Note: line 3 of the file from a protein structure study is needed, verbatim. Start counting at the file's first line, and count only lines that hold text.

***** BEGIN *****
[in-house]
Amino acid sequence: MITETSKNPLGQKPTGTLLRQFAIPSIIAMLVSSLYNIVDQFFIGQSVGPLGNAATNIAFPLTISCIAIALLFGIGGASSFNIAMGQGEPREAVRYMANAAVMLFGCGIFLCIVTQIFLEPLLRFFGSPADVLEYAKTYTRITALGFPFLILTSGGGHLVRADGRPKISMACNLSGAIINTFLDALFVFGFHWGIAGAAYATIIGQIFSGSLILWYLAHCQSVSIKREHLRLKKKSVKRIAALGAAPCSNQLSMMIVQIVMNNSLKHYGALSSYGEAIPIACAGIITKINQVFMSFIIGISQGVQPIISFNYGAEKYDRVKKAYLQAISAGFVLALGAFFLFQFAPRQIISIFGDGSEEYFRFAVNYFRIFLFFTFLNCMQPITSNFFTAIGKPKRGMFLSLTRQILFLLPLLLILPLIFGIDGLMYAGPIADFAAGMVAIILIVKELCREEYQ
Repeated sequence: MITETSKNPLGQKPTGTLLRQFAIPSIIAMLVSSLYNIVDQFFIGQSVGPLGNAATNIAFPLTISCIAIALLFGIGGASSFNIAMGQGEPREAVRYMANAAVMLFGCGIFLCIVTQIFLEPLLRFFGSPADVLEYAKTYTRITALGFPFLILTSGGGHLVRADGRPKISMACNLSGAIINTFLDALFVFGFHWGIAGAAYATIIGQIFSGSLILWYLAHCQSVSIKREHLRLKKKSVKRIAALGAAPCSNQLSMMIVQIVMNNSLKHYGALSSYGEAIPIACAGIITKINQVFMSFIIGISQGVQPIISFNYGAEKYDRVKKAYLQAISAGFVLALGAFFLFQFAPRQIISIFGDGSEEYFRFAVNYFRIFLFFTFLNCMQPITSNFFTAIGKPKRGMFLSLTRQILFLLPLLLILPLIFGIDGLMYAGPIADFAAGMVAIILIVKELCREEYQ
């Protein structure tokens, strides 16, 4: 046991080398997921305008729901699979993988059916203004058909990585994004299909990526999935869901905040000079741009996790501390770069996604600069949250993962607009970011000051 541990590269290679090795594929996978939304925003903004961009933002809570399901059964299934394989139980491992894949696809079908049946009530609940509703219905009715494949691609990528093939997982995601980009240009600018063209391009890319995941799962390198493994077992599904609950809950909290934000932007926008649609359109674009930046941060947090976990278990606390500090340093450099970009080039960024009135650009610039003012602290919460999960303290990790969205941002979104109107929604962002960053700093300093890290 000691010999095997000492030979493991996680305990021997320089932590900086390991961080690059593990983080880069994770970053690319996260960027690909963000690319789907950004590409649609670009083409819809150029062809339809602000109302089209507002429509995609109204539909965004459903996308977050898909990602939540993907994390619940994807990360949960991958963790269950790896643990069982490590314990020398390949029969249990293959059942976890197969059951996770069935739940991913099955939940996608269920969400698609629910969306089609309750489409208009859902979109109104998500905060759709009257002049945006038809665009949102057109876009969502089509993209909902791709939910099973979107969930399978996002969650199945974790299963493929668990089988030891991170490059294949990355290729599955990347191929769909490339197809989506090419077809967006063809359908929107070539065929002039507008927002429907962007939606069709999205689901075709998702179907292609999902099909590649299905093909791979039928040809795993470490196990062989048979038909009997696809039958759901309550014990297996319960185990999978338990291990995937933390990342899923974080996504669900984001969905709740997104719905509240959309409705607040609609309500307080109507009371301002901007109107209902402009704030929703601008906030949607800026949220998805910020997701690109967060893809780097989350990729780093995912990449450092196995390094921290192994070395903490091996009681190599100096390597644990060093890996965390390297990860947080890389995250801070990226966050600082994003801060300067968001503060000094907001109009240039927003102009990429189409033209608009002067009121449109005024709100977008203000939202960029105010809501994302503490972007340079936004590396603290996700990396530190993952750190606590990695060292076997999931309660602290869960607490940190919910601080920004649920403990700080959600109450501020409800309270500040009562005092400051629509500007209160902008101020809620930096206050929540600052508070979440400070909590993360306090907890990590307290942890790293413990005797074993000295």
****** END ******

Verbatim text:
Repeated sequence: MITETSKNPLGQKPTGTLLRQFAIPSIIAMLVSSLYNIVDQFFIGQSVGPLGNAATNIAFPLTISCIAIALLFGIGGASSFNIAMGQGEPREAVRYMANAAVMLFGCGIFLCIVTQIFLEPLLRFFGSPADVLEYAKTYTRITALGFPFLILTSGGGHLVRADGRPKISMACNLSGAIINTFLDALFVFGFHWGIAGAAYATIIGQIFSGSLILWYLAHCQSVSIKREHLRLKKKSVKRIAALGAAPCSNQLSMMIVQIVMNNSLKHYGALSSYGEAIPIACAGIITKINQVFMSFIIGISQGVQPIISFNYGAEKYDRVKKAYLQAISAGFVLALGAFFLFQFAPRQIISIFGDGSEEYFRFAVNYFRIFLFFTFLNCMQPITSNFFTAIGKPKRGMFLSLTRQILFLLPLLLILPLIFGIDGLMYAGPIADFAAGMVAIILIVKELCREEYQ